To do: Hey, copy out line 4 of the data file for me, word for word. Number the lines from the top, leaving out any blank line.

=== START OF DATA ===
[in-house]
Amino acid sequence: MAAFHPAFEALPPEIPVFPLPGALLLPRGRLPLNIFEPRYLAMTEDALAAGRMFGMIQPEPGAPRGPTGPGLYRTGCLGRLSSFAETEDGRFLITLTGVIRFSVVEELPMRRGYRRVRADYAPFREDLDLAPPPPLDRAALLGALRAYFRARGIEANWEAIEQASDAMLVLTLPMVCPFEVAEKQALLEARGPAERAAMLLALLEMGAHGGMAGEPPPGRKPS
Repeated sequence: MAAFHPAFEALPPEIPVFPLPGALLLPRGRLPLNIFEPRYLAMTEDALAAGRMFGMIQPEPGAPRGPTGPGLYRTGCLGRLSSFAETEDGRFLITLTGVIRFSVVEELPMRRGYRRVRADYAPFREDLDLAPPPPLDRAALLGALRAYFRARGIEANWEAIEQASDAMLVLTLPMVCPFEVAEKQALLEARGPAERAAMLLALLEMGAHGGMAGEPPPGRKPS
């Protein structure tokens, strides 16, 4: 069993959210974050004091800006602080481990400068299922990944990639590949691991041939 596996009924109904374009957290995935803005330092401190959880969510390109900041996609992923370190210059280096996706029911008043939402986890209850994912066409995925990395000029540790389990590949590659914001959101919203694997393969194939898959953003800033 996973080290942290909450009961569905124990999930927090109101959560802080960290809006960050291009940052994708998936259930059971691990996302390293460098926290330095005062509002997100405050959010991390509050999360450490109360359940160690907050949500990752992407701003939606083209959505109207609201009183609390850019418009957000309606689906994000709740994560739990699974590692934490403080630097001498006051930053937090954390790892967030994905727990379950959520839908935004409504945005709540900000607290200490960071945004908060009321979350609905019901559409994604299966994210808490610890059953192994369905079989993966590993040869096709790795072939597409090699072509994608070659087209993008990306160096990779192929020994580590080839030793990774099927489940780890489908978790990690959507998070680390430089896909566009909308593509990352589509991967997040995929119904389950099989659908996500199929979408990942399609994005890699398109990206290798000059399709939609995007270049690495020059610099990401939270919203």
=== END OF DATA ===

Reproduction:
């Protein structure tokens, strides 16, 4: 069993959210974050004091800006602080481990400068299922990944990639590949691991041939 596996009924109904374009957290995935803005330092401190959880969510390109900041996609992923370190210059280096996706029911008043939402986890209850994912066409995925990395000029540790389990590949590659914001959101919203694997393969194939898959953003800033 996973080290942290909450009961569905124990999930927090109101959560802080960290809006960050291009940052994708998936259930059971691990996302390293460098926290330095005062509002997100405050959010991390509050999360450490109360359940160690907050949500990752992407701003939606083209959505109207609201009183609390850019418009957000309606689906994000709740994560739990699974590692934490403080630097001498006051930053937090954390790892967030994905727990379950959520839908935004409504945005709540900000607290200490960071945004908060009321979350609905019901559409994604299966994210808490610890059953192994369905079989993966590993040869096709790795072939597409090699072509994608070659087209993008990306160096990779192929020994580590080839030793990774099927489940780890489908978790990690959507998070680390430089896909566009909308593509990352589509991967997040995929119904389950099989659908996500199929979408990942399609994005890699398109990206290798000059399709939609995007270049690495020059610099990401939270919203």